Hours after Simmons and the 76ers agreed to a $170 million, five-year contract extension on Tuesday, Simmons said he preferred to spend time with his new teammates in September instead of travelling to China for the Aug. 31-Sept. 15 World Cup.

“I wanted to let everyone know that after consulting with my representation, I’ve made the difficult decision to forego playing in the World Cup in China,” Simmons said in a statement.

“Ultimately, we decided it was best that I use the time in September to return to Philadelphia to acquaint myself with my new teammates and prepare for the upcoming NBA season.”

Simmons had been selected for Australia’s World Cup squad and had earlier indicated he planned to play the tournament in China.

He now plans to play only for the Boomers in two exhibition games against the United States in Melbourne on Aug. 22 and 24 at a stadium that is expected to be sold out – 50,000 fans – for each game. He also said the Olympics next year in Tokyo remain on his schedule.

“I will still be heading back home to Australia to host my camps as well as train and play with the Boomers in the upcoming exhibition games,” Simmons said. “I’m really excited about the talent we have on the Boomers squad, especially moving closer to 2020 where I will be honored and humbled to represent my country on the world’s biggest sporting stage at the Olympics in Tokyo.”

Simmons was the No. 1 overall draft pick in 2016. He made his NBA debut in the 2017-18 season and was the Rookie of the Year. He was an All-Star for the first time last season. He has averaged 16.4 points, 8.5 rebounds and 7.9 assists in his two seasons.

Australia’s World Cup lineup is set to feature San Antonio’s Patty Mills, Joe Ingles of Utah Jazz, Phoenix center Aron Baynes, Cleveland’s Matthew Dellavedova, former No. 1 draft pick Andrew Bogut, Detroit center-forward Thon Maker and Simmons’ 76ers teammate Jonah Bolden.

 

Just a reminder, after draft and free agency Wizards have still not named official GM

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When Wizards owner Ted Leonsis finally ended Ernie Grunfeld’s run as team GM back in April — to the joy of Wizards fans everywhere — it was expected they would have a new head of basketball operations in place by the draft.

Nope.

So by the start of free agency, to guide the Wizards through this tumultuous summer?

Nope.

Tommy Sheppard has been doing the job on an interim basis, and as Jeff Zillgit of the USA Today points out a lot of league talk in Las Vegas was about why Leonsis just hasn’t given Shepard the job.

Team executive after executive had the same question when the Washington Wizards’ unresolved top front-office job opening came up. “Why not just give Tommy the job?”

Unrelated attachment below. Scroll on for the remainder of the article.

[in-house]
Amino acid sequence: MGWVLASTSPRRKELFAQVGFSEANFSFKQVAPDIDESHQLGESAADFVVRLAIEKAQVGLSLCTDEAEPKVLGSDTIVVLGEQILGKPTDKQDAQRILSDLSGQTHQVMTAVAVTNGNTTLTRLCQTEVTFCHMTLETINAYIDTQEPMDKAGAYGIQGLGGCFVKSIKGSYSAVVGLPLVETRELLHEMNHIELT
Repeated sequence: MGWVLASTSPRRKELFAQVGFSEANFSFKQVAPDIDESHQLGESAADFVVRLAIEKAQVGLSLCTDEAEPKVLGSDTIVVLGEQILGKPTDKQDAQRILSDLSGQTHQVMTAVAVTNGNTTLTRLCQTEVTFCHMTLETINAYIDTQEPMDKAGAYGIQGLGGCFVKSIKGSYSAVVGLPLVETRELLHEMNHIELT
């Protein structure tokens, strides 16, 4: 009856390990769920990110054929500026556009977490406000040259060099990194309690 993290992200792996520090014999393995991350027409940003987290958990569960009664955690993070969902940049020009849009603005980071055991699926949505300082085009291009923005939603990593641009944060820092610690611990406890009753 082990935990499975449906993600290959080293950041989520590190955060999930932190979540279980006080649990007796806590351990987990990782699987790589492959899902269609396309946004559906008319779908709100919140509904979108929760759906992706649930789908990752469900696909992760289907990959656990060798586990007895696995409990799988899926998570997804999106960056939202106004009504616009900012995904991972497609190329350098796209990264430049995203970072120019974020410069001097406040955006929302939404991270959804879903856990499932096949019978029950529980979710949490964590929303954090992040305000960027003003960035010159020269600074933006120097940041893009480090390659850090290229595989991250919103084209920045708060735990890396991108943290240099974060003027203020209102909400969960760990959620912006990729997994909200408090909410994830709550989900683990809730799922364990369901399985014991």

Tommy is Tommy Sheppard, the Wizards’ longtime exec, who has been running basketball operations since owner Ted Leonsis decided not to bring Ernie Grunfeld back. Sheppard ran the draft, free agency and the Wizards’ Summer League team, but he doesn’t have the full-time job.

A couple of more prominent names were linked to the Wizards job at points. There were reportedly talks with Tim Conley, who built Denver into a real threat, but he decided to stay in the Rockies. There were rumors of Masai Ujiri, but he has chosen to stay in Toronto after winning a title.

At this point, after Sheppard has built the team for this coming season, is Leonsis really going to bring in someone else?

The Wizards have decisions to make. This is a young roster not ready to be a threat in the East, but with Bradley Beal and the injured John Wall (likely out for the season after tearing his Achilles), they also are capped out. So far they have turned away calls from other teams about a Beal trade (nobody is calling about a Wall trade with his max contract extension just kicking in).

Come July 26 the Wizards can offer Beal a three-year, $111 million extension, both sides are talking and the offer is expected to be made. That’s when the big decision comes — if Beal doesn’t sign that offer the Wizards have to look at trading him. Beal has spoken numerous times in the past about wanting to stay with the Wizards, but there was plenty of informed league speculation at Summer League that he is frustrated with the franchise and may not sign the extension, essentially forcing his way out. It’s something to watch in the coming weeks.

It probably would be nice to have a locked-in head of basketball operations by then, but who knows what Leonsis will do.